MS in Environmental Engr. (M.S.E.V.)
Degree Granting Department
Civil and Environmental Engineering
James R. Mihelcic, Ph.D.
Qiong Zhang, Ph.D.
Christian Wells, Ph.D.
Sustainable Development Goals, Water Supply and Treatment, Disease, Health Belief Model
In Peru, lack of water, sanitation, and hygiene (WASH) results in 6,600 deaths per year that represents approximately 3.9% of total deaths. Three thousand and nine hundred of these deaths were due to diarrheal diseases (Prüss-Üstün et al., 2008). Systematic reviews suggest that interventions to improve microbial quality of drinking water are successful in reducing diarrheal diseases (Fewtrell et al., 2005; Clasen et al., 2007; Fry et al., 2013). Interventions for household water treatment and safe storage to ensure safe drinking water reduce diarrhea by 31-52% (WHO/UNICEF, 2013).
The SAWYER PointONE filter, a portable and adaptable membrane filtration device as small as the hand, is one point-of-use (POU) technology option for populations that rely on unsafe water from an improved source, or for areas that still rely on unimproved water sources for drinking and cooking. The filter functions strictly through mechanical exclusion accomplished by a hollow fiber membrane. The filters are certified for 0.1 μm as the largest pore size; therefore preventing diarrhea-causing bacteria such as E. coli, cholera, and typhoid to pass through the membrane.
This research focuses on SAWYER water filter users who use a filter purchased through a sales agent in Independencia, Ica, Peru. Fifteen households in 9 communities and a total of 39 individuals were surveyed with the overall goal of better understanding the adoption of the SAWYER water filter as a POU water treatment technology in relation to three themes of: 1) household socio-economic factors 2) water, sanitation and hygiene (WASH) related characteristic and behaviors of users, and 3) Health Belief Model factors.
The results showed SAWYER water filter users to have higher socio-economic status on average. All households had a high Progress out of Poverty Index® (PPI®) score. The heads of households, both male and female, were found to be more educated than the national average. Female heads of house were more educated than the male heads of house. There was a significant difference in the education levels of the female heads of house as compared to the national levels (p =0.006), with the female heads of house in the study having superior university degrees at three times the national percentage. The heads of house were also married at a higher percentage than the national average.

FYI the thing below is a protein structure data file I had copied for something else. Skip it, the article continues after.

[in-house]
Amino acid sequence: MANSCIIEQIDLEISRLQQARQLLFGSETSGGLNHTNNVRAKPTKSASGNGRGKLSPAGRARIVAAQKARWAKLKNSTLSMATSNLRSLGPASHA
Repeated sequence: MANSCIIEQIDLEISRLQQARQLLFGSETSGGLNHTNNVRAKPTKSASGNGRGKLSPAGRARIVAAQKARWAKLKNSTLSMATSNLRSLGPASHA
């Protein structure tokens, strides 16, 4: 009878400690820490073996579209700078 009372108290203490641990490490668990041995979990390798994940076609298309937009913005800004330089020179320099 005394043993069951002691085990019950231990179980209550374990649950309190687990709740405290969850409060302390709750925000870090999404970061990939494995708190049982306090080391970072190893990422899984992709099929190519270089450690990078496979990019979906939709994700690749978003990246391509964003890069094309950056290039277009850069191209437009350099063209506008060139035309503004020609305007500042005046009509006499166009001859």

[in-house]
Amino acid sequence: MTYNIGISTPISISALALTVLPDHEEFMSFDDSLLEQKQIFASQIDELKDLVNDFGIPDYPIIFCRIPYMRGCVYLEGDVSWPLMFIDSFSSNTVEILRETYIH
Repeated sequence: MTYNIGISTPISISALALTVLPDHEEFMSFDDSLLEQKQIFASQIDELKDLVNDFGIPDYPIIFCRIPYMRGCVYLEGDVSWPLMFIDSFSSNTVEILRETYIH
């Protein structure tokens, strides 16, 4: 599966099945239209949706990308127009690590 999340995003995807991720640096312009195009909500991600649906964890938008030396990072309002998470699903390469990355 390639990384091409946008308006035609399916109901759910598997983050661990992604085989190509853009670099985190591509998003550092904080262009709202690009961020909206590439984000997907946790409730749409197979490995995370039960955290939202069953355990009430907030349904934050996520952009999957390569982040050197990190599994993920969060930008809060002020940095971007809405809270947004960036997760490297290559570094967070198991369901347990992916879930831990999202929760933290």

SAWYER water filter users also have greater access to media than the regional average. All homes were equipped with at least one TV with cable. Results showed a significant difference in households having a computer within the home as compared to the regional percentage (p < 0 .001) and also in having Internet in the home as compared to the regional percentage (p < 0.001).
Most houses (13/15) have running water all the time and all have a sink, shower, and toilet. Indoor connection and sewage type were not found to be statistically different from national average. Most people (67%) reported to always use soap and several participants mentioned liquid handwashing soap. Users reported handwashing after going to the bathroom (64.1%) more than before eating (38.5%) or cooking (46%).
The Health Belief Model survey revealed that SAWYER water filter users perceive diarrhea as more severe for children, even though they do consider themselves susceptible. Clear benefits of adopting the filter include saving money, improving water quality, and saving time, but the barriers to filter adoption were unclear. Most users had contact with another person who demonstrated or recommended the filter prior to adopting the filter, highlighting the importance of interpersonal contact for promoting filter use. Turbidity during rainy season was also found to be an important cue to action.
Scholar Commons Citation
Paredes, Stephanie D., "Adoption of the SAWYER Water Filter in Peru" (2016). Graduate Theses and Dissertations.